Sunday 31 May 2020

Not for Sale

Human Trafficking Is A Serious Issue

According to the United States Department of Homeland Security, human trafficking is one of the most prevalent crimes that people know nothing about. Every day, men, women and children taken from their families and filtered into modern-day slavery. On today’s blog, Dottie Laster, of the Bernardo Kholer Center, shares vital information about human trafficking we believe is important for all of our readers to know.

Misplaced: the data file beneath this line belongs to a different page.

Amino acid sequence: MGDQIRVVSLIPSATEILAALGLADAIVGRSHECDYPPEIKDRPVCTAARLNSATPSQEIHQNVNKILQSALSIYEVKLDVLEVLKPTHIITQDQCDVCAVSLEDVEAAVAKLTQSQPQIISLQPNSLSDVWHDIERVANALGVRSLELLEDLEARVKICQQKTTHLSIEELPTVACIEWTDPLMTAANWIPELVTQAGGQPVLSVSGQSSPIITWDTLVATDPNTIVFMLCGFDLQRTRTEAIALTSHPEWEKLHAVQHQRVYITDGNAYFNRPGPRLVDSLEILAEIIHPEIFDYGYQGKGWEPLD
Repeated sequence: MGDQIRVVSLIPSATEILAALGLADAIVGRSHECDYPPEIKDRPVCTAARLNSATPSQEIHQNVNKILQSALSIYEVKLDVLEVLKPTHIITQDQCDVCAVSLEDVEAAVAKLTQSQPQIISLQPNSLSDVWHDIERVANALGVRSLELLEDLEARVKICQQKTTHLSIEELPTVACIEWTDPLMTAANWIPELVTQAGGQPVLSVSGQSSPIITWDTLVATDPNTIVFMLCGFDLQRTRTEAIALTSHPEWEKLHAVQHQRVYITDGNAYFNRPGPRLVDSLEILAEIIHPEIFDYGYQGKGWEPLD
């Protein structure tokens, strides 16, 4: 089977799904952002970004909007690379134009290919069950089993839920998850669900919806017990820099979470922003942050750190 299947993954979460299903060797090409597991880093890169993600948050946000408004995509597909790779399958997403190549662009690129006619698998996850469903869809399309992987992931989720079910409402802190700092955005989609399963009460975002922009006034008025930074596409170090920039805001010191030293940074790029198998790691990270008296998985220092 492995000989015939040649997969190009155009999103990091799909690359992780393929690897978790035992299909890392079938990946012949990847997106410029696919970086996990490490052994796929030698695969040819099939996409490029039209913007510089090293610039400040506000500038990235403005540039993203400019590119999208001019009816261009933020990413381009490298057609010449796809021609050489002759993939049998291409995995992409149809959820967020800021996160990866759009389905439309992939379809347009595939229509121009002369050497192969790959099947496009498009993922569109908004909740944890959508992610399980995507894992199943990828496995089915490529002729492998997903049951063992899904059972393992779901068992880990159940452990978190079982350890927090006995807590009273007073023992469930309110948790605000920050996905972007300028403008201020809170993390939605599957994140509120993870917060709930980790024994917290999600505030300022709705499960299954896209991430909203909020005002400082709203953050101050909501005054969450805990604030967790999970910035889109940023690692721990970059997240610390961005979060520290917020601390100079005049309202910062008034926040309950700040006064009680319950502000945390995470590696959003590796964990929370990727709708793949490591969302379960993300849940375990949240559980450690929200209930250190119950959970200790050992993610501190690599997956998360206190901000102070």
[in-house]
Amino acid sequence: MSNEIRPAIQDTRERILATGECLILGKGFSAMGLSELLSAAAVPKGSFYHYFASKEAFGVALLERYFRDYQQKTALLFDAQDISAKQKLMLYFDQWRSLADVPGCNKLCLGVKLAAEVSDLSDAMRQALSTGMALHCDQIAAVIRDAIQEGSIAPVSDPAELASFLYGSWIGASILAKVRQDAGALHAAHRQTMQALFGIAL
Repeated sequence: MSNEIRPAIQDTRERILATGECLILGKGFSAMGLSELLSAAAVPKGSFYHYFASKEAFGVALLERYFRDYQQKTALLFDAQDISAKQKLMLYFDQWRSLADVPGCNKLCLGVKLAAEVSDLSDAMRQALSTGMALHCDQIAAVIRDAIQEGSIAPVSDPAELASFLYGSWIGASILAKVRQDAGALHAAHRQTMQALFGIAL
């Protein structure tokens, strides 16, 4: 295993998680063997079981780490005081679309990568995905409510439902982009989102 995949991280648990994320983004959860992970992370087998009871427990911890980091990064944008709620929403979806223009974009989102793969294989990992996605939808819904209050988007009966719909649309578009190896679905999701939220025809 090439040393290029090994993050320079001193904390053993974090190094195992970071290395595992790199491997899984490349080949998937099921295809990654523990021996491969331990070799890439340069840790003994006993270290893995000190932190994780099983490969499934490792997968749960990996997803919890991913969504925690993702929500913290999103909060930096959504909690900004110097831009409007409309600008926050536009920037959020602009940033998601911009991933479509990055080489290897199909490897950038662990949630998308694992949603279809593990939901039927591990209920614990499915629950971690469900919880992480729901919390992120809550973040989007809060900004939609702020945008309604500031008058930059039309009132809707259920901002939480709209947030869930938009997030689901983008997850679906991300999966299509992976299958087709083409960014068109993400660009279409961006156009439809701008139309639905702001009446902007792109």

In 2000, Congress passed the Trafficking Victims Protection Act (TVPA)- this law made it illegal to use force, fraud or coercion to compel another person into forced labor or commercial sex. It increased the criminal and civil penalties for such crimes. The TVPA also recognized and protected the victims of modern slavery also known as human trafficking. The reason for this law was the fact that many men, women and children were in plain sight yet were enslaved with tactics of psychological coercion and fraud. Many were exploited and sold by parents, friends and family members as well as organized crime groups. According to the Department of Justice this crime generates $9.5 Billion annually for traffickers.